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Publication numberUS3670409 A
Publication typeGrant
Publication dateJun 20, 1972
Filing dateNov 19, 1970
Priority dateNov 19, 1970
Publication numberUS 3670409 A, US 3670409A, US-A-3670409, US3670409 A, US3670409A
InventorsWilliam A Reimer
Original AssigneeGte Automatic Electric Lab Inc
Export CitationBiBTeX, EndNote, RefMan
External Links: USPTO, USPTO Assignment, Espacenet
Planar receptacle
US 3670409 A
Abstract
A planar receptacle for pluggable mounting of electronic component leads therein which is formed by applying a resilient, electrically conductive material over an apertured base, and forming a pattern of planar cuts in said resilient layer over each aperture in the base such that when an electronic component lead is pressed onto the resilient layer over an aperture, the resilient layer will deform into the aperture to form at least one contact apron capable of supporting said electronic component lead and capable of making electrical contact with said lead.
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Description  (OCR text may contain errors)

United States Patent Reimer 54] PLANAR RECEPTACLE [72] Inventor: William A. Reimer, Wheaton, I11.

[73] Assignee: GTE Automatic Electric Laboratories incorporated, Northlake, 111.

[22] Filed: Nov. 19, 1970 21 Appl. No.: 90,951

[52] US. Cl. ..29/625, 174/685, 317/101 C, 339/17 B, 339/95 [51] Int. Cl. ..Hlr 9/12, Hk 3/00 [58] Field ofSearch ..339/17, 18, 95-99, 339/95 A, 257; 174/685; 317/101 C 101 CC; 29/625, 626

[56] References Cited UNITED STATES PATENTS 2,958,064 10/1960 Swengel ..339/17 E 3,200,020 8/1965 Schroeder. ...339/17 B X 3,216,089 11/1965 Dettman.... ...174/68.5 X 3,024,151 3/1962 Robinson ..174/68.5 X 3,079,577 2/1963 Brownfield ..339/95 A X 3,022,480 2/1962 Tiffany .339/258 A X 3,275,736 9/1966 Hotine et al.. ...174/68.5 X 2,965,812 12/1960 Bedford, Jr..., ..339/18 R X 1 June 20, 1972 3,038,105 6/1962 Brownfield ..339/17C OTHER PUBLICATIONS IBM Technical Disclosure Bulletin, Vol. 6, No. 8, January 1964, p. 87, Circuit Board Connective Scheme," by Roche & Palmateer IBM Technical Disclosure Bulletin, Vol. 3, No. 5, October 1960, pg. 14, Through-Hole Plating Radovsky & Ronkese Primary Examiner-Marvin A. Champion Assistant ExaminerTerrell P. Lewis Att0rneyK. Mullerheim, B. E. Franz and Robert F. Van Epps [57] ABSTRACT A planar receptacle for pluggable mounting of electronic component leads therein which is formed by applying a resilient, electrically conductive material over an apertured base, and forming a pattern of planar cuts in said resilient layer over each aperture in the base such that when an electronic component lead is pressed onto the resilient layer over an aperture, the resilient layer will deform into the aperture to form at least one contact apron capable of supporting said electronic component lead and capable of making electrical contact with said lead.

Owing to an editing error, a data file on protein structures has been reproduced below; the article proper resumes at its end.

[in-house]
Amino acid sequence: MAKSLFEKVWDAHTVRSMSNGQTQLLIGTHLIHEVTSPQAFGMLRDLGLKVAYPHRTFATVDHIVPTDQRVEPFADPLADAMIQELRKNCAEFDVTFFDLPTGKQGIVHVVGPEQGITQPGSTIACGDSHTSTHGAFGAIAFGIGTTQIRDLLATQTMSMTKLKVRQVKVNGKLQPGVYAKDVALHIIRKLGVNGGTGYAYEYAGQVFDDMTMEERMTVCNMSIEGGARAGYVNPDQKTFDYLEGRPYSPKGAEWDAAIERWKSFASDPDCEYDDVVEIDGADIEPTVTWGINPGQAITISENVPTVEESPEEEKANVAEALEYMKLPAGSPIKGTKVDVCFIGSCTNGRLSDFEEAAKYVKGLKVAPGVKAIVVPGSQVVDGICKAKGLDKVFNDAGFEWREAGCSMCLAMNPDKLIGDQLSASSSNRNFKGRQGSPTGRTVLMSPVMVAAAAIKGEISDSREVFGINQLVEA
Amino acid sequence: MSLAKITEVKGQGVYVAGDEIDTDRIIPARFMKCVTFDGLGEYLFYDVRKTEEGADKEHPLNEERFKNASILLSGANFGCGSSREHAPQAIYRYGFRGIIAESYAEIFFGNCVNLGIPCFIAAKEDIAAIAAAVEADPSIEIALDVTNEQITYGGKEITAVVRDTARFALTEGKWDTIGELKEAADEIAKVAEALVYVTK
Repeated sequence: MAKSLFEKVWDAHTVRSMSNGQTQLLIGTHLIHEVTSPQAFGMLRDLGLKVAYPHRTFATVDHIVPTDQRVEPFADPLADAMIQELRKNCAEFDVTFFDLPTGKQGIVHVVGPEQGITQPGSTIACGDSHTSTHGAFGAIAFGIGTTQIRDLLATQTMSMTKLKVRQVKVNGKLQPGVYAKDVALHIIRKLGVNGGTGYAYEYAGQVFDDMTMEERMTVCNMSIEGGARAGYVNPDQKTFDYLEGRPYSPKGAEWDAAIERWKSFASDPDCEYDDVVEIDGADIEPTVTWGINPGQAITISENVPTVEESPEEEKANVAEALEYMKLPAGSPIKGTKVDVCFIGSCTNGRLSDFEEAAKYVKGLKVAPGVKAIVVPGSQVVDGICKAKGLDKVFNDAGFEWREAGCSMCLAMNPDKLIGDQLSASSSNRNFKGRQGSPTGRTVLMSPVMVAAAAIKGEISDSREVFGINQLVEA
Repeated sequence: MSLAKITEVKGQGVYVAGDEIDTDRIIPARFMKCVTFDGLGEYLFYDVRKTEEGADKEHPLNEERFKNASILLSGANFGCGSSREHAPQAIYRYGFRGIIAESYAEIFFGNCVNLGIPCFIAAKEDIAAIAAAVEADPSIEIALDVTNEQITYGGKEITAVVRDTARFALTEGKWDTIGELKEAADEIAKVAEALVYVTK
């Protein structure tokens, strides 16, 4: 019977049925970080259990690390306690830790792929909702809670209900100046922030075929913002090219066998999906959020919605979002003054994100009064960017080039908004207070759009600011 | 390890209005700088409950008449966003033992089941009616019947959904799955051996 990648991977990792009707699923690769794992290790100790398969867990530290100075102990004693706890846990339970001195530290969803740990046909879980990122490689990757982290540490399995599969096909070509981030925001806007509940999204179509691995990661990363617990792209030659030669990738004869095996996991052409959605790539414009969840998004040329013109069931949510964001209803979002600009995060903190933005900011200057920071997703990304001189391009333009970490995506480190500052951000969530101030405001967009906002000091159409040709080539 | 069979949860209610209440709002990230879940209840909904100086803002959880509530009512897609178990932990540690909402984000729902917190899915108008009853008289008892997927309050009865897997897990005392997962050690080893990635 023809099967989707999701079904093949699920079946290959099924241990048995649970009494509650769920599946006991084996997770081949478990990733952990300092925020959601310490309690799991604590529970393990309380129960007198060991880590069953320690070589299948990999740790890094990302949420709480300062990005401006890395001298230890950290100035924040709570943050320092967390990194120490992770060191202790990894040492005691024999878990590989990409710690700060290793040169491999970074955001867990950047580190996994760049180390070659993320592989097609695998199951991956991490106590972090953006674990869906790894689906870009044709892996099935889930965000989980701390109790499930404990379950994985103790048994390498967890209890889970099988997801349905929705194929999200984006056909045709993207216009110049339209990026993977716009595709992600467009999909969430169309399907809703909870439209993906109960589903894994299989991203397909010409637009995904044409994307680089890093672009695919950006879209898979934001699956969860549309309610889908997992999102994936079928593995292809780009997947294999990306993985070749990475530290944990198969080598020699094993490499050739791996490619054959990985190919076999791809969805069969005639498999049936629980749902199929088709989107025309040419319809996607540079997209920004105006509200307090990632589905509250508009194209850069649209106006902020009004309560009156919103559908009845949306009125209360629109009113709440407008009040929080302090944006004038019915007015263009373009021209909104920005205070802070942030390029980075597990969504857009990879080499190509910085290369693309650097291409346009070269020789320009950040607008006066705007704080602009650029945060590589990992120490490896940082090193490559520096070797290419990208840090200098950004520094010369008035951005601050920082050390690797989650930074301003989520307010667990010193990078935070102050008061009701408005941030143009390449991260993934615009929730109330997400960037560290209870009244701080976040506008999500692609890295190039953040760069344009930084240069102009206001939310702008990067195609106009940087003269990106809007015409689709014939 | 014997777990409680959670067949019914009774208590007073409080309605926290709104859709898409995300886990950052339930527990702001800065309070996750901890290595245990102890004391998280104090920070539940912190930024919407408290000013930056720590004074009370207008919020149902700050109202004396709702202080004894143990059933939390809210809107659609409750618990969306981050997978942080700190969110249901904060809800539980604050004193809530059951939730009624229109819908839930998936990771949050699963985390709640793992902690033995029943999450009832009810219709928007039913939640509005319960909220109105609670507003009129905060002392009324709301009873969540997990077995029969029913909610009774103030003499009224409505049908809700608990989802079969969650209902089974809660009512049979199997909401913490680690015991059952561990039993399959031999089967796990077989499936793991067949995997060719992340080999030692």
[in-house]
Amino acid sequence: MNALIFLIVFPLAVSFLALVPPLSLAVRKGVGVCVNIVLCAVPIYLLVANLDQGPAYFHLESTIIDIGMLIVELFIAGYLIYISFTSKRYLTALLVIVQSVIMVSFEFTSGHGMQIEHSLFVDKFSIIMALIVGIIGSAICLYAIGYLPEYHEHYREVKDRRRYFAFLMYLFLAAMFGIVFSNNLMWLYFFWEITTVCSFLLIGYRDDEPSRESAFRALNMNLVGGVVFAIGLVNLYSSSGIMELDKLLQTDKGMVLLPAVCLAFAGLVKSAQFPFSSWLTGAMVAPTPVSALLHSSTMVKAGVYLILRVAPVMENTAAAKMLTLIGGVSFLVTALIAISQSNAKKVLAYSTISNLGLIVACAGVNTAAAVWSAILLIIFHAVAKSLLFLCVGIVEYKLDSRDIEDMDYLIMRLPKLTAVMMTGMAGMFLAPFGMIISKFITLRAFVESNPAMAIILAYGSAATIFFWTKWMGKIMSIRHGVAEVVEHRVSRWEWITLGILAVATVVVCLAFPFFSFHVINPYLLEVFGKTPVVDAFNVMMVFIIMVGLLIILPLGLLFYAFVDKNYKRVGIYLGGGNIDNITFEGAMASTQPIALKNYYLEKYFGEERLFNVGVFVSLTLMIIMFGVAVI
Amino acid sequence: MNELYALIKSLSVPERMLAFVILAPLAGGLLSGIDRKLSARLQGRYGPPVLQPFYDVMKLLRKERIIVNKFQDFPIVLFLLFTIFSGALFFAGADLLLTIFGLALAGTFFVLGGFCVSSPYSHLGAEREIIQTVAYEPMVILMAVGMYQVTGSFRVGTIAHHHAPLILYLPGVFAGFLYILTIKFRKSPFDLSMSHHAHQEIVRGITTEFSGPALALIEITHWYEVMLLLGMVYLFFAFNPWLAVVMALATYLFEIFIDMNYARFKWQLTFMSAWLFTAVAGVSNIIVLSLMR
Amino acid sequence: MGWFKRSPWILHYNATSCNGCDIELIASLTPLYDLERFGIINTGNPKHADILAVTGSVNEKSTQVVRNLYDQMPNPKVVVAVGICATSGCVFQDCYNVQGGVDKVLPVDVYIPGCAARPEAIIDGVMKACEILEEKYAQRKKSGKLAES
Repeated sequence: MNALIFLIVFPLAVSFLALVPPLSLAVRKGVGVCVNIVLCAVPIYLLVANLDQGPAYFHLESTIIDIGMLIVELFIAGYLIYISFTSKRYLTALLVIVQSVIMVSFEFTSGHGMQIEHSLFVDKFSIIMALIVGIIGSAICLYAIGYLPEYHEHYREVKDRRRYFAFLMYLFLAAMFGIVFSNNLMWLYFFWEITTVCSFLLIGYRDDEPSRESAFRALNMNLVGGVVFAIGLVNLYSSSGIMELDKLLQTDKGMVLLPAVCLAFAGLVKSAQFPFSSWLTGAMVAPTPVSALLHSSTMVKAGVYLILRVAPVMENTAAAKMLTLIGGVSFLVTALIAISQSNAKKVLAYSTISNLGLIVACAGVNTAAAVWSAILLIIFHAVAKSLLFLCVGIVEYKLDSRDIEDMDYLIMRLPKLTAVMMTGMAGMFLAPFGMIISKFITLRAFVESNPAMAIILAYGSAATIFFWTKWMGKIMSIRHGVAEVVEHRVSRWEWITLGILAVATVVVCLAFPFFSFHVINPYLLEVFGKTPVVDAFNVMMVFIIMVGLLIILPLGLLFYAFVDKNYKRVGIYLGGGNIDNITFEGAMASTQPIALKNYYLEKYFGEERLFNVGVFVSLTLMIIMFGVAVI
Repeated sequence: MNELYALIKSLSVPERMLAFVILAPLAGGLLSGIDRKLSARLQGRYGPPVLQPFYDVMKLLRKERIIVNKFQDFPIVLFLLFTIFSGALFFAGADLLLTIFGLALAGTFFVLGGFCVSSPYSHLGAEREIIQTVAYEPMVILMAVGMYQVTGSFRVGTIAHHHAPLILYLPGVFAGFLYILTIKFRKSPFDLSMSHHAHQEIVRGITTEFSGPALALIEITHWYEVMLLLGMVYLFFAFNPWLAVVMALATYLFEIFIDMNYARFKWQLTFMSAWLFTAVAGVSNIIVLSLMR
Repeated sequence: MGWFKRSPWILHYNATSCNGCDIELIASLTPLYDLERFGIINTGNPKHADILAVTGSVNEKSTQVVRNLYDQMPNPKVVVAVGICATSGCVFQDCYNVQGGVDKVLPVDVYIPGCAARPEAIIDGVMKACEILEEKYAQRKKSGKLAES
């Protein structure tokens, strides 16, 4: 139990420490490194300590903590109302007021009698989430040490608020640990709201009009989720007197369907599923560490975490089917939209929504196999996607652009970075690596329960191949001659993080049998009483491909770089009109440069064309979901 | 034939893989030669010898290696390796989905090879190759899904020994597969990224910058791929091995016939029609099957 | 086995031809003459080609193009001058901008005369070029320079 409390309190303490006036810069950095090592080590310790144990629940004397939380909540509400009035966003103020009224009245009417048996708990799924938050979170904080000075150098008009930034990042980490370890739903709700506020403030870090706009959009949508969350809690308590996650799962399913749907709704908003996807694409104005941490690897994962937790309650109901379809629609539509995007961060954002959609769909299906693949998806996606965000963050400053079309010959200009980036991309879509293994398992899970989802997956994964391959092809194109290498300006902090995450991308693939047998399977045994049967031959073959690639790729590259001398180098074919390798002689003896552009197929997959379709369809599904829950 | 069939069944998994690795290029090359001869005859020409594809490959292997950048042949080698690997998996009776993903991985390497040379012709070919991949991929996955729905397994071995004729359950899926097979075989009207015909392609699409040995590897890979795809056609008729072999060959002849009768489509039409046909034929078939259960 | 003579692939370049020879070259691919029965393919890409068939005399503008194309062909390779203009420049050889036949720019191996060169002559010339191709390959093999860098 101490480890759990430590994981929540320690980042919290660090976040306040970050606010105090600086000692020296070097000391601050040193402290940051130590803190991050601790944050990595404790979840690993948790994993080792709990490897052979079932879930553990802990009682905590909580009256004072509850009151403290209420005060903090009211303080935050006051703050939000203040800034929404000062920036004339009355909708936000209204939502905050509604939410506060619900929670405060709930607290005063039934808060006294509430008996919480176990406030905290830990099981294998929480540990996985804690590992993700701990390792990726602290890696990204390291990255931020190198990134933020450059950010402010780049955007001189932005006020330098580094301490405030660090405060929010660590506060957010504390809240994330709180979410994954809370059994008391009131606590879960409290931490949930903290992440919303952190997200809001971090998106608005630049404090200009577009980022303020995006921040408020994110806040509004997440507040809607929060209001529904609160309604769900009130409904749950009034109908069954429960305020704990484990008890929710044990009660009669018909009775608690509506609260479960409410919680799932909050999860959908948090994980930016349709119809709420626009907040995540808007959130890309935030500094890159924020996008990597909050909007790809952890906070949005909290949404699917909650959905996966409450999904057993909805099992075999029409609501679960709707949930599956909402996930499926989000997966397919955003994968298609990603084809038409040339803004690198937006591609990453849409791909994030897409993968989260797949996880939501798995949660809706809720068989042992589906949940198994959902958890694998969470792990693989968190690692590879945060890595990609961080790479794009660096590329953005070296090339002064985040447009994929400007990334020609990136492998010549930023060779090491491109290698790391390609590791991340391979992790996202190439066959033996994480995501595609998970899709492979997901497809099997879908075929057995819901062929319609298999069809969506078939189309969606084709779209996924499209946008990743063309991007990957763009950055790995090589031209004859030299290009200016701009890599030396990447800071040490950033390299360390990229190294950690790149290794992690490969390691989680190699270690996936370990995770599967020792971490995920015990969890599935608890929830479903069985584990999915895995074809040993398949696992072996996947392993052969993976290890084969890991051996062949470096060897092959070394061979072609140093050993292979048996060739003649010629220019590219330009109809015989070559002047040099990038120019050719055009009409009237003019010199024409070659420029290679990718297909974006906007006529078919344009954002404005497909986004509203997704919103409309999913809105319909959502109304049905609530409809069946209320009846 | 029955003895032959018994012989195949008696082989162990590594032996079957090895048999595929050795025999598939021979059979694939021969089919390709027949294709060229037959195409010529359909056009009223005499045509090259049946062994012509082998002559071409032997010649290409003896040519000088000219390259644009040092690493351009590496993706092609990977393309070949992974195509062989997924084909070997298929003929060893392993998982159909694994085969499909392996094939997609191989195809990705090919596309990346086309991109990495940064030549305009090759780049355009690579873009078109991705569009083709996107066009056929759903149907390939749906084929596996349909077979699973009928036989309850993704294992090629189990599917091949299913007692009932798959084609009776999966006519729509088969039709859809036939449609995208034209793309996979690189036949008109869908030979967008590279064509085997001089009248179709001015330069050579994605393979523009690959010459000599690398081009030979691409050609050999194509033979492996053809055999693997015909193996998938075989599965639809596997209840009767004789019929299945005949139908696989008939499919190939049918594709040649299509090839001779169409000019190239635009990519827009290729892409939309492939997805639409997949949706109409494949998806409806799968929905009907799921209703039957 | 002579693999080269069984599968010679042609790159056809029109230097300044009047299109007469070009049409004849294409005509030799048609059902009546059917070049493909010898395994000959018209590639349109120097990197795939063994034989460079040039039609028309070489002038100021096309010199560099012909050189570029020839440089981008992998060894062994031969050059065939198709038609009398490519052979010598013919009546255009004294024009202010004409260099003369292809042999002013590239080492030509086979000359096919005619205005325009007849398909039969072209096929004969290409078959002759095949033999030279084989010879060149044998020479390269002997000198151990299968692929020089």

8 Claims, 11 Drawing Figures PhTENTEflJuuzo I972 3. 6 70,409 sum 1 or 2 I VENTOR WILLI A. R IMER ATTORNEY PLANAR RECEPTACLE BACKGROUND OF THE INVENTION 1. Field Of The Invention This invention relates to planar receptacles for electronic components, and more particularly to pre-formed printed circuit boards having integrally formed planar receptacles for electronic components.

2. Description Of The Prior Art The development of multiple lead electronic devices has progressed to the stage where they are now commonly used as modular components in complete assemblies, as is evidenced by the growing use of dual-in-line packages, medium-scale integration (MSI), large scale integration (LSI), and the like in a wide variety of applications, including computer memories.

The corresponding development of electronic circuitry for such devices has likewise progressed to automated design programs in which suitable circuitry and components are computer-selected and then pre-formed as modules which may be plugged together in a wide variety of combinations. While multiple lead electronic devices may be soldered to a printed circuit board, miniature devices themselves are difficult to handle by hand due to their extremely small size. The leads connected to such miniature electronic devices, which may vary in number from one up to many dozen, are small and closely packed, making soldering difficult. In addition, repeated heating of several closely spaced leads may itself cause damage, since the temperatures encountered in soldering operations exceed those which the electronic device or printed circuit board can withstand for any length of time.